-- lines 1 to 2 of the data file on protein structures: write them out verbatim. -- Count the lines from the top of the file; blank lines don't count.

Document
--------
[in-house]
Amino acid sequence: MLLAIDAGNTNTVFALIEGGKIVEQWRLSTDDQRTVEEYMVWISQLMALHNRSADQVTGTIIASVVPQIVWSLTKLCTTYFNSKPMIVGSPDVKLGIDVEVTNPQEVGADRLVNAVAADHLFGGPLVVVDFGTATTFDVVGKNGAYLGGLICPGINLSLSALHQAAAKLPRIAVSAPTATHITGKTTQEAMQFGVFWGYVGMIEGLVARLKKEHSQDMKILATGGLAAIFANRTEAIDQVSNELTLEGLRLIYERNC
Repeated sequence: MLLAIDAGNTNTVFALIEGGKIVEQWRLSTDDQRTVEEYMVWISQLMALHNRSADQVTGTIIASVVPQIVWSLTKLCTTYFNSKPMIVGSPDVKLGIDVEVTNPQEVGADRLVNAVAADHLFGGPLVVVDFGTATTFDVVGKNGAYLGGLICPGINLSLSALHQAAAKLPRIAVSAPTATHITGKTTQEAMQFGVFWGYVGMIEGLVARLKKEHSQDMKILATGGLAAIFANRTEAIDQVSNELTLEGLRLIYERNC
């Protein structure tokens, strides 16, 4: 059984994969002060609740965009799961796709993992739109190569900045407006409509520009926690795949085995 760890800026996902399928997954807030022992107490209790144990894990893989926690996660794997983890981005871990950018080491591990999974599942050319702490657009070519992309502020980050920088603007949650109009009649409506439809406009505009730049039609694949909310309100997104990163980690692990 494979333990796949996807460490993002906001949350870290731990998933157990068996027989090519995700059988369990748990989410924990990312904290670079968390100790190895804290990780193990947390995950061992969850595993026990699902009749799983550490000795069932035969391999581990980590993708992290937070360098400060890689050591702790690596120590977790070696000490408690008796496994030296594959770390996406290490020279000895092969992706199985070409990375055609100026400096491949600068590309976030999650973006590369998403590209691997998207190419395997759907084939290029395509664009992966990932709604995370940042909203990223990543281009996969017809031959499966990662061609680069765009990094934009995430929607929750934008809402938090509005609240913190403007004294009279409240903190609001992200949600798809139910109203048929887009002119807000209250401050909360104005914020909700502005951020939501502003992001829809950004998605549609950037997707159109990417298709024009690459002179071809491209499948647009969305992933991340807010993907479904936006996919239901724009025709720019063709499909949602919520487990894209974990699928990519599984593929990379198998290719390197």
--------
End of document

[in-house]
Amino acid sequence: MLLAIDAGNTNTVFALIEGGKIVEQWRLSTDDQRTVEEYMVWISQLMALHNRSADQVTGTIIASVVPQIVWSLTKLCTTYFNSKPMIVGSPDVKLGIDVEVTNPQEVGADRLVNAVAADHLFGGPLVVVDFGTATTFDVVGKNGAYLGGLICPGINLSLSALHQAAAKLPRIAVSAPTATHITGKTTQEAMQFGVFWGYVGMIEGLVARLKKEHSQDMKILATGGLAAIFANRTEAIDQVSNELTLEGLRLIYERNC